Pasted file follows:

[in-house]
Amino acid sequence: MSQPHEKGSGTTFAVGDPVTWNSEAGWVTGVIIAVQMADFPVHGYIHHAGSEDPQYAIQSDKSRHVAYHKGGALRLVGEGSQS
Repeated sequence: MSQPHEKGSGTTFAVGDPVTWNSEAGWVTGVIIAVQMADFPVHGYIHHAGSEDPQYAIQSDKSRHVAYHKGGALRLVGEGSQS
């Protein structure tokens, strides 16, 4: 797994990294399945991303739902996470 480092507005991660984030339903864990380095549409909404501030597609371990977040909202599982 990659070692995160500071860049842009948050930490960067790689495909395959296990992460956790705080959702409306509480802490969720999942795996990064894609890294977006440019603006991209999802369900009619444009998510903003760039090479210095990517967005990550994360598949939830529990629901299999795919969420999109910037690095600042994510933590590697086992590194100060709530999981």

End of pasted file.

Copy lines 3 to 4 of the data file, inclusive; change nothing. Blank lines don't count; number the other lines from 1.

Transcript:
Repeated sequence: MSQPHEKGSGTTFAVGDPVTWNSEAGWVTGVIIAVQMADFPVHGYIHHAGSEDPQYAIQSDKSRHVAYHKGGALRLVGEGSQS
């Protein structure tokens, strides 16, 4: 797994990294399945991303739902996470 480092507005991660984030339903864990380095549409909404501030597609371990977040909202599982 990659070692995160500071860049842009948050930490960067790689495909395959296990992460956790705080959702409306509480802490969720999942795996990064894609890294977006440019603006991209999802369900009619444009998510903003760039090479210095990517967005990550994360598949939830529990629901299999795919969420999109910037690095600042994510933590590697086992590194100060709530999981």